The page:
Sometimes Dragons

KubeCon North America 2019: Day 3

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This is the final part of a series of daily posts on my experiences at KubeCon + CloudNativeCon North America 2019. You can read more about the conference and the series in my Day 0 post.

The sun sets in the background of the San Diego waterfront.

I have successfully made it through a heavily scheduled final day of my first KubeCon + CloudNativeCon. I leave with a lot of information to ponder and process, but I wanted to get my initial Day 3 impressions out before I get swept up in tomorrow’s calls and travel (it’s been a long four days, so I will try to keep this short).

  • Bryan Liles (Senior Staff Engineer at VMWare) kicked off his keynote MC duties this morning by introducing keynote speaker…Bryan Liles. Liles played the juxtaposition of his intro/speaker roles for humor, but also made an interesting case for juxtaposing Kubernetes as it is today with Rails a number of years ago. Liles also skillfully constructed his argument with a good dose of humor and hip hop references (both of which I very much appreciated at 9am on the last day of a very busy conference).

  • Ian Coldwater (Lead Platform Security Engineer at Heroku)’s keynote, “Hello from the Other Side: Dispatches from a Kubernetes Attacker,” was brilliant in both structure and delivery. Coldwater entered the keynote stage wearing a shirt referencing Untitled Goose Game, which you may recall from meme cycles a few weeks back. Coldwater did not overtly reference the untitled goose at first. Their talk covered a lot of ground, asking us to consider that “Attackers are users too. And attackers have user stories”; they also argued for diversity as a key component of building better systems (while including images of black women and girls throughout their slides). While all of this was in itself excellent and important, Coldwater then included the aforementioned goose game on their list of ways to practice pen testing. This talk made me want to get into pen testing (and I am sure it also led to a giant uptick in goose game players).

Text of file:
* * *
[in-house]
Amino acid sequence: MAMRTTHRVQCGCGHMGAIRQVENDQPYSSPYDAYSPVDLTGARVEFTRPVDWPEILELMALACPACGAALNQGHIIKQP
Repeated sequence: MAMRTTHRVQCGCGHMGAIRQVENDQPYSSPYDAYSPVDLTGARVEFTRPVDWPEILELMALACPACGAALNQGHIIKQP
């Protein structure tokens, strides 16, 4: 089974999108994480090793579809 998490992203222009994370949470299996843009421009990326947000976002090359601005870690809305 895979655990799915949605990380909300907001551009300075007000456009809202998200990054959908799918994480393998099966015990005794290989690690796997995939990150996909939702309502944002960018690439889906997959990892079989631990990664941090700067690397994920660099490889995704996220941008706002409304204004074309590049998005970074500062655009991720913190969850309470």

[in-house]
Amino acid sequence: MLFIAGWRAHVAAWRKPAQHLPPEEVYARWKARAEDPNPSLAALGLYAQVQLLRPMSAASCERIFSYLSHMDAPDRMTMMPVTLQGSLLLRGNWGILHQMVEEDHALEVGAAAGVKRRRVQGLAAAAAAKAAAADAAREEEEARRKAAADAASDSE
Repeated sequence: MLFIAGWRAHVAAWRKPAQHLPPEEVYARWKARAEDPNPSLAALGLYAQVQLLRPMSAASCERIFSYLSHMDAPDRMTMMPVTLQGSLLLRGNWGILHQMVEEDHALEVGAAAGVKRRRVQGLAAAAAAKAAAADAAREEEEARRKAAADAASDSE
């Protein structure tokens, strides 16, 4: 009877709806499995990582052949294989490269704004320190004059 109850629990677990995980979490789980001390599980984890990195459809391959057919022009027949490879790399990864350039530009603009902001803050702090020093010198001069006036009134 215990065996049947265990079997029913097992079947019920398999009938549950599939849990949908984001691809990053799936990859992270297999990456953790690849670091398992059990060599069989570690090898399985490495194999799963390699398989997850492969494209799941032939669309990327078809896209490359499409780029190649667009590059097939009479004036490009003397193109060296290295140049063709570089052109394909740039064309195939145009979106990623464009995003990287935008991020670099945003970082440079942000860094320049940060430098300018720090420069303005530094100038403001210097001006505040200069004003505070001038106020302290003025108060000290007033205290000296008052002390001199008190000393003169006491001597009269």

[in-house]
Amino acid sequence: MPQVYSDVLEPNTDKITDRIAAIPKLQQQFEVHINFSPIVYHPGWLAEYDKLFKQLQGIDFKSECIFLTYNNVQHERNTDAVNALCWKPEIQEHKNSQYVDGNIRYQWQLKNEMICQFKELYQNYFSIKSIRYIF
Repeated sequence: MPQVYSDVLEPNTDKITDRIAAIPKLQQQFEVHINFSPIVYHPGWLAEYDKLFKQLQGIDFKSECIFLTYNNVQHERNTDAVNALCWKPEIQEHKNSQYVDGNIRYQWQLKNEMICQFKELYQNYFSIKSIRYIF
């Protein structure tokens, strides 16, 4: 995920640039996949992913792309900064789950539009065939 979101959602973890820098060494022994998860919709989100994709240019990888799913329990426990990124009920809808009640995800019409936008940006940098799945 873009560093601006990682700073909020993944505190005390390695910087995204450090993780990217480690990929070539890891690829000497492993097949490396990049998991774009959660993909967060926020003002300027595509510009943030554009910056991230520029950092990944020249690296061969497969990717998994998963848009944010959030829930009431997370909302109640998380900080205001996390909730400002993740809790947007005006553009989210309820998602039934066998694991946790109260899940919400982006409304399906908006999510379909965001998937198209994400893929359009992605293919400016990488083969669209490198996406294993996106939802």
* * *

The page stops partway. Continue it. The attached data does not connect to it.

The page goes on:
• I attended a round table on service mesh this morning, and while it was not specifically about Istio, Istio pretty much dominated the conversation. When asked about Google’s recent governance decisions surrounding Istio, the level of concern varied among round table speakers. However, considering the front-and-center role Istio played throughout a discussion ostensibly on the more general topic of service mesh, I am sure that many folks will be keeping an eye on the project.
  • Web Assembly (which resulted in some buzz during the opening keynote on Tuesday) came up in a number of different conversations I had today; this is definitely something to watch.
  • Shout out to the San Diego Convention Center staff and the KubeCon + CloudNativeCon staff.  With 12,000 attendees to manage, I found the staff to be exceptionally kind, efficient, and professional (and very helpful in navigating both the sponsors hall and the labyrinthine layout of the convention center).
  • The final pupdate: I found Puppy Pawpalooza this morning, but the puppies were running late and I had to leave for a meeting before they arrived. While I look forward to the return of this component of the Wellness Track at KubeCon + CloudNativeCon North America 2020, for now I leave you with the perspectives of folks who succeeded in working some therapy dog time into their KubeCon experience:

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Disclaimer: The CNCF is a RedMonk client and paid for my T&E to KubeCon. VMWare and Salesforce (Heroku) are RedMonk clients.

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